Portugal: A Close Shave

Back in 1984, the Parliament in Portugal legalized abortion – but in only narrow circumstances. It allowed it when a woman’s health was at “serious risk”, until 12 weeks for rape pregnancies, and until 16 weeks for fetal handicap. Nothing has changed since that time except that other Western European nations progressively passed more permissive laws.

But things bubbled up this past spring. The members of the ruling Socialist Party, which holds 122 seats in the 230-seat Parliament, were split on the issue. Prime Minister Antonio Guterres was for no change. The Communists with 15 votes and the Greens with 2 favored change. The main opposition Party, the Social Democrats, was split.

As usual, the pro-abortion side pumped up imagined numbers of illegal abortions and put forth the arguments that our readers are familiar with. Among other arguments, they claimed that there were 16,000 illegal abortions committed annually – this without any visible proof of that number.

Portugal has remained a very Catholic country compared with the rest of Western Europe. Within it is the Village of Fatima which is known world-wide as the site of apparitions of the Virgin Mary during World War I. Portugal has a number of pro-life groups, including several crisis pregnancy centers. A fair number of these are attached to the Catholic Church which has considerable influence in that small country.

But the challenge came, and after a stormy 8-hour debate, the lawmakers voted on a proposal that would have allowed unrestricted abortions. This was narrowly defeated by a vote of 112 to 111. During this time, both pro-abortion and pro-life activists were demonstrating outside of the Parliament. The pro-abortion side burned an effigy of the Pope, while pro-life campaigners of all ages, many with babies, gathered outside of a Lisbon church for a silent march on Parliament.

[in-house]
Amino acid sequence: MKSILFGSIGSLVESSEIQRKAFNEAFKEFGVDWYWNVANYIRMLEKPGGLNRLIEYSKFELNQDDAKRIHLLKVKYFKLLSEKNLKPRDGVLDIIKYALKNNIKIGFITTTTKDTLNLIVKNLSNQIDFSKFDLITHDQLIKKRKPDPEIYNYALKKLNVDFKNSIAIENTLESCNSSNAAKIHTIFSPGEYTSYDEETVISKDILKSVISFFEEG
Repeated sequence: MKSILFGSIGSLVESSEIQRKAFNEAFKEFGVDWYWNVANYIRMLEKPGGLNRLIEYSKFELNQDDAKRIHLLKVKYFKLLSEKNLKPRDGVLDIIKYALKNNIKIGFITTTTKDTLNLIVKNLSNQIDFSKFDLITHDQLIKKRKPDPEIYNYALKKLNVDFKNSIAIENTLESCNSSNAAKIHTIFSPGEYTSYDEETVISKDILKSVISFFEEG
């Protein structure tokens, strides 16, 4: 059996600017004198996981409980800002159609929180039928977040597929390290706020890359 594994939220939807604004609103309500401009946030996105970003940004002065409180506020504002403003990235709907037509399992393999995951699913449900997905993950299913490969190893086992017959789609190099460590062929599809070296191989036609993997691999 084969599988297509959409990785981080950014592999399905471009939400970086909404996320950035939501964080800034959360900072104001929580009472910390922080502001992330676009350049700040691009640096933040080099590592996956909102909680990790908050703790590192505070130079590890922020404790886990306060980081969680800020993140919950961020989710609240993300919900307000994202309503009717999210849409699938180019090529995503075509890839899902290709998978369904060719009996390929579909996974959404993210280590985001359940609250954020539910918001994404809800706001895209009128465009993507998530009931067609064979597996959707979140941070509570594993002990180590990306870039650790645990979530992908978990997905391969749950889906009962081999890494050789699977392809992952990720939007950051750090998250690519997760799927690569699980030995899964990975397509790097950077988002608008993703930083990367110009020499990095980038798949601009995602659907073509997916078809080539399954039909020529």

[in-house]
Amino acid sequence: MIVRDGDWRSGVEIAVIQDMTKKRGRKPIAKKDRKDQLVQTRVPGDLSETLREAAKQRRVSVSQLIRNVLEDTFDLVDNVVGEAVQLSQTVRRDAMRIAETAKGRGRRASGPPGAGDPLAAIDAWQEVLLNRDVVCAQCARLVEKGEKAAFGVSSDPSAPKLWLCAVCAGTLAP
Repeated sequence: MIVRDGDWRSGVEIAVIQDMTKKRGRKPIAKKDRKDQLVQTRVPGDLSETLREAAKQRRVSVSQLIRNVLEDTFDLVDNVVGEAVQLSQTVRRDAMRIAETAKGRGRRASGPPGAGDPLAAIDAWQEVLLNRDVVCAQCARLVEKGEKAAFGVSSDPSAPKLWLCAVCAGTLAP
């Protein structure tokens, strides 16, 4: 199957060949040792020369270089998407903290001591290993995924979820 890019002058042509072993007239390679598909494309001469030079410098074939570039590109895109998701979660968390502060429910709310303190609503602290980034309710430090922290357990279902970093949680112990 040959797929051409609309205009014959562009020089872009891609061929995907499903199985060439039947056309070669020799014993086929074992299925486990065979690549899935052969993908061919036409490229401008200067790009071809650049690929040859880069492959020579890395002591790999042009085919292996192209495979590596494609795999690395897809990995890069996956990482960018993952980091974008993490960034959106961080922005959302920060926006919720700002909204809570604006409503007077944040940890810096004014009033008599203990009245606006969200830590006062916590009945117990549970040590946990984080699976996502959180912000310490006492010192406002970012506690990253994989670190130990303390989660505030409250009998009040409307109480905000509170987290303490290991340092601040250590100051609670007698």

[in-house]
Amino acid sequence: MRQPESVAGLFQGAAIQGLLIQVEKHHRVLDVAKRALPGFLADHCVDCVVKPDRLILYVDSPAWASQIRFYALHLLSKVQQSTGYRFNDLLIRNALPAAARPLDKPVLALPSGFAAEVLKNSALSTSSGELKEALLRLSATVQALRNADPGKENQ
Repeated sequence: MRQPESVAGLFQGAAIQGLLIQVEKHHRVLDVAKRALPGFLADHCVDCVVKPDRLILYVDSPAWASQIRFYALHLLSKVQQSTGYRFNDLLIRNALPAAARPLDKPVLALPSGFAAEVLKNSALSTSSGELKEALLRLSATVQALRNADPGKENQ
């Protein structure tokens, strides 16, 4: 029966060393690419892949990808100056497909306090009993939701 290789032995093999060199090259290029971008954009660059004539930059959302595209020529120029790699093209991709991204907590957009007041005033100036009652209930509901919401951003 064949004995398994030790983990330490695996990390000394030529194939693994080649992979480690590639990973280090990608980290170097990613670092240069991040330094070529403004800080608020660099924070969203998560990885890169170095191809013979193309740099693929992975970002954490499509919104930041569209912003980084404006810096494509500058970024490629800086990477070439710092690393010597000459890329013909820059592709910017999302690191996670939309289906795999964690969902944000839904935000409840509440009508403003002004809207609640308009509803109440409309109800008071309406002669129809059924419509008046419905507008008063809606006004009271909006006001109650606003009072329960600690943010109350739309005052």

A second bill was then submitted which passed 155 to 46. This extended the age for aborting for fetal handicap, from the previous 16 to 24 weeks. Abortions for assault rape pregnancies were advanced from the 12th to the 14th week.

International Right to Life had sent a supply of pro-life materials to Portugal’s pro-life activist groups. As its president, I and my wife Barbara were able to visit Lisbon a short time later. We landed amidst considerable agitation to reopen the issue and again vote on a much more radical bill. Given only a few weeks notice, the pro-life groups quickly organized a meeting of pro-life leaders. A week later, they had scheduled for us a public meeting to which many people had been invited. By the time we arrived, it had expanded to fill the major auditorium at the University of Lisbon, a meeting which proved immensely fruitful. Along with other leaders, we presented a 3 1/2-hour session to an overflow audience, and a great deal of literature was distributed.

We feel that our visit will bear substantial fruit, particularly in helping to unify and strengthen the pro-life organizations there, both secular and church-related. Plans are underway for considerably more pro-life activity in the future. We hope the pro-life dike will hold.

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